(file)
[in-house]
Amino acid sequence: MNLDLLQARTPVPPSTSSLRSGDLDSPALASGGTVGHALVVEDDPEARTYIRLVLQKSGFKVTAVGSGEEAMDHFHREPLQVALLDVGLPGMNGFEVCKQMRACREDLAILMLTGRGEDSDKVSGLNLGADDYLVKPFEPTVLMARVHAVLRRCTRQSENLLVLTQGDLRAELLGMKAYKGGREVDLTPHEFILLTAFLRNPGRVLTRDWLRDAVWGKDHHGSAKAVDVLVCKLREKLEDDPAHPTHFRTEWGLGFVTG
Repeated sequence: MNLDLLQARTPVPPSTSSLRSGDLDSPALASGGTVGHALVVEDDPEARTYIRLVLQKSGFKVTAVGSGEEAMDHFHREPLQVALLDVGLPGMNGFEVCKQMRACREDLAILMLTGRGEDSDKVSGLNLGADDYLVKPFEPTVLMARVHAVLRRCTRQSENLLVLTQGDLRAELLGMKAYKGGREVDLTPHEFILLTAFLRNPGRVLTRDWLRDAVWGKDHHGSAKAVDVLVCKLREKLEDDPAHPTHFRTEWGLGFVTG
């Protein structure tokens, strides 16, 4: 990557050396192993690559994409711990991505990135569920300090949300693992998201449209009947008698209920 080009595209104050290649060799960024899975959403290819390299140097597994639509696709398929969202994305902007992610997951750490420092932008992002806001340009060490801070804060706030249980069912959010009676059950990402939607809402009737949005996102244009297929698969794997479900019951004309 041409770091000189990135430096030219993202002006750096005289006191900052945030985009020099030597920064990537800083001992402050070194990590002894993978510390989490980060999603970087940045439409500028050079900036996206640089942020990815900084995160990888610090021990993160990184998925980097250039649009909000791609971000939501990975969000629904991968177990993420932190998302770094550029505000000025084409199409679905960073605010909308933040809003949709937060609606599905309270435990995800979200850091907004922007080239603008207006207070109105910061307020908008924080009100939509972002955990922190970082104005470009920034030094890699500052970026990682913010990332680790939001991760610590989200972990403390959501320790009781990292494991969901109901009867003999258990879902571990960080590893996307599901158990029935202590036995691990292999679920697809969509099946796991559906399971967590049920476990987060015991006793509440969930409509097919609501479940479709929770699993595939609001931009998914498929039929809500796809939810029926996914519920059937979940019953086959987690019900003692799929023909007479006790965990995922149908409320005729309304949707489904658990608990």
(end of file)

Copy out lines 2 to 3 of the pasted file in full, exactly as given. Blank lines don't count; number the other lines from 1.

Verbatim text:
Amino acid sequence: MNLDLLQARTPVPPSTSSLRSGDLDSPALASGGTVGHALVVEDDPEARTYIRLVLQKSGFKVTAVGSGEEAMDHFHREPLQVALLDVGLPGMNGFEVCKQMRACREDLAILMLTGRGEDSDKVSGLNLGADDYLVKPFEPTVLMARVHAVLRRCTRQSENLLVLTQGDLRAELLGMKAYKGGREVDLTPHEFILLTAFLRNPGRVLTRDWLRDAVWGKDHHGSAKAVDVLVCKLREKLEDDPAHPTHFRTEWGLGFVTG
Repeated sequence: MNLDLLQARTPVPPSTSSLRSGDLDSPALASGGTVGHALVVEDDPEARTYIRLVLQKSGFKVTAVGSGEEAMDHFHREPLQVALLDVGLPGMNGFEVCKQMRACREDLAILMLTGRGEDSDKVSGLNLGADDYLVKPFEPTVLMARVHAVLRRCTRQSENLLVLTQGDLRAELLGMKAYKGGREVDLTPHEFILLTAFLRNPGRVLTRDWLRDAVWGKDHHGSAKAVDVLVCKLREKLEDDPAHPTHFRTEWGLGFVTG